Anne Lamott is the New York Times bestselling author of Help, Thanks, Wow; Small Victories; Stitches; Some Assembly Required; Grace (Eventually); Plan B; Traveling Mercies; Bird by Bird; Operating Instructions, and the forthcoming Hallelujah Anyway. She is also the author of several novels, including Imperfect Birds and Rosie. A past recipient of a Guggenheim Fellowship and an inductee to the California Hall of Fame, she lives in Northern California.
Lamott (Bird by Bird) reads a collection of her autobiographical essays, each a heart-wrenching detailing of a life grown up in a world of obsessions: food, alcohol, drugs and relationships. She tells of her childhood and early adulthood in Tiburon, Calif., where she started drinking and drugging young in a permissive 1960s-era disheveled household. The title essay, "Traveling Mercies," dwells on things "broken," such as her body, when she became a bulimic. Lamott's writing is honest and direct, and in her reading she presents her words with emotional insistence. She recalls episodes from her life with vivid ferocity, noticing how "everything felt so intense and coiled and M”bius strip-like." As she has a son, sobers up, her search for awareness turns spiritual. The sum effect comes across like a hipper version of Melody Beattie's self-help classic, Codependent No More. Simultaneous release with the Pantheon hardcover. (Feb.) Copyright 1999 Cahners Business Information.
"Even at her most serious, she never takes herself or her spirituality too seriously. Lamott is a narrator who has relished and soaked up the details of her existence, equally of mirth and devastation, spirit and grief, and spilled them onto her pages." --The New York Times Book Review
"Life-affirming...Lamott fills her text with remarkable detail and a refreshing sense of humanity that has you guffawing on one page and bawling on the next." --People "You'll love Traveling Mercies for Lamott's unblinking confrontation with God's love, and you'll buy copies for all your friends struggling with faith." --USA Today "Exuberant and captivating.... shifts from laugh-out-loud wisecracks to heart-wrenching poignancy. At one point she seems a reincarnation of Erma Bombeck; at others, she could be Annie Dillard or Kathleen Norris." --Chicago Tribune "Compares with the witty and moving Christian apologetics of C. S. Lewis.... Lamott is a fine writer who combines theology with humor, compassion, and practicality." --The Atlanta Journal-Constitution "Applies passion, wisdom, and intensity to a scorchingly personal look at the road from spiritual apathy to ardent belief.... Traveling Mercies, like Ms. Lamott herself, is a consistent delight." --Dallas Morning News "Lamott has developed an entirely new genre of religious writing. Gritty, stark, and humorous, she catches the reader by surprise when she points her pen heavenward.... Anne Lamott [is] the patron saint of struggling sinners, a woman who loves God enough to be divinely human."--Religion News Service "Anne Lamott is walking proof that a person can be both reverent and irreverent in the same lifetime. Sometimes even in the same breath." San Francisco Chronicle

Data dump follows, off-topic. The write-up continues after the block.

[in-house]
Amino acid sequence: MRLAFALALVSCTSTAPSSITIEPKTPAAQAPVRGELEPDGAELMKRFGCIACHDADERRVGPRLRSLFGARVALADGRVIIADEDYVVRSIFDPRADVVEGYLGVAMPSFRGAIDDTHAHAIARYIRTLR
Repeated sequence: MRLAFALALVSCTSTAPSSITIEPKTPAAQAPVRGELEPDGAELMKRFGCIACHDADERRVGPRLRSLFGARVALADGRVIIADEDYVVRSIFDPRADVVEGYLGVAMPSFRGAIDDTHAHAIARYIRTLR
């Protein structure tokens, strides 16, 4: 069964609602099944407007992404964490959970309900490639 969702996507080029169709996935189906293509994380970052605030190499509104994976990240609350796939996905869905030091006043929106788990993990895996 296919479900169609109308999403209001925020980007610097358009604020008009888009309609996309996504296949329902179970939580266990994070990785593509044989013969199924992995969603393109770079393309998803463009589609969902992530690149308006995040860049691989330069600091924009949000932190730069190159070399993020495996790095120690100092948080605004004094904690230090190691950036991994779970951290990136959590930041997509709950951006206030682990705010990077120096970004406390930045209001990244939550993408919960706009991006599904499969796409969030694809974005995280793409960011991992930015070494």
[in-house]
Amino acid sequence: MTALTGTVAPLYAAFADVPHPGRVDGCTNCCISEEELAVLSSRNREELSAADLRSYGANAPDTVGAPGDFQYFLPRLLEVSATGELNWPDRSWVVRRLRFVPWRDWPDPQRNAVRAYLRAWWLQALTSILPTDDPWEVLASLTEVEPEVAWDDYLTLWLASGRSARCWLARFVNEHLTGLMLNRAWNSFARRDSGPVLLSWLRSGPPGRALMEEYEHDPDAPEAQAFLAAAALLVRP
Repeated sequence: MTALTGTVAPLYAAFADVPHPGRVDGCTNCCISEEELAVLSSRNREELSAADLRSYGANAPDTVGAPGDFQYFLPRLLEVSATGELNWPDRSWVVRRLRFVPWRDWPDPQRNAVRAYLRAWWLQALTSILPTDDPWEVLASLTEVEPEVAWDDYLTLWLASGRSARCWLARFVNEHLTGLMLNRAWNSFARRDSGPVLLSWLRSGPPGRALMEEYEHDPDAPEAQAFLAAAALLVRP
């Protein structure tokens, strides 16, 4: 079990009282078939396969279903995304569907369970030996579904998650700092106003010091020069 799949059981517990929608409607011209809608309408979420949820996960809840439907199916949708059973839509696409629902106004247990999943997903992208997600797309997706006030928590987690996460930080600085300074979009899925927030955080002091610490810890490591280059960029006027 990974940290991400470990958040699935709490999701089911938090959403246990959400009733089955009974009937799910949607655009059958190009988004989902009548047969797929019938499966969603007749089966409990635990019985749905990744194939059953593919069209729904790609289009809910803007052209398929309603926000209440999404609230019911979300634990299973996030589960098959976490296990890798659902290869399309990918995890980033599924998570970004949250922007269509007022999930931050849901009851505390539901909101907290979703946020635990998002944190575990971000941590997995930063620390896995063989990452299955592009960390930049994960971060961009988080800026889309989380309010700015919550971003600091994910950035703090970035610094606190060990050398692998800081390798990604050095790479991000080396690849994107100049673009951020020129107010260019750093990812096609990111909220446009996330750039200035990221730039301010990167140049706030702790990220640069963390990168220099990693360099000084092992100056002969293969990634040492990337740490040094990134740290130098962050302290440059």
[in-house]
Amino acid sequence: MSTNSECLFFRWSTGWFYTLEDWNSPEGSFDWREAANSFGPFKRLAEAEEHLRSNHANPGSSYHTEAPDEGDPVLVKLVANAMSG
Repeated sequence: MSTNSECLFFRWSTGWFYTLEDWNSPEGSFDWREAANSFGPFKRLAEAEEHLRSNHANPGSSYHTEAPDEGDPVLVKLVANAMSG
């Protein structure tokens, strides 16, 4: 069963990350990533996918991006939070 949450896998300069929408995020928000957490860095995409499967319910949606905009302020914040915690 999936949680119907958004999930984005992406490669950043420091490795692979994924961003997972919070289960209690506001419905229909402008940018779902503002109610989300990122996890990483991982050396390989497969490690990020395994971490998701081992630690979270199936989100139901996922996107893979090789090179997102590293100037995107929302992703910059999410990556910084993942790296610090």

This book, Lamott's eighth (following Crooked Little Heart, LJ 4/1/97), is part spiritual autobiography, part essay on living as a recovering alcoholic, drug abuser, and bulimic and a loving but deeply anxious single mother. Lamott tells of finding Christian faith and learning to allow it to help her through tough times. Working hard at self-examination, she makes no excuses for herself. At times wickedly funny, her prose is as lovely as always. She notes that to Christians "death is really just a major change of addresses," but when her son is sick, the glibness vanishes, and she must work hard to allow herself patience and peace. Her musings on cellulite, curly hair, sick children, and fear of dogs are entertaining. She's the mouthy best friend we cherish at our kitchen table. Recommended for public libraries.‘Judith Kicinski, Sarah Lawrence Coll., Bronxville, NY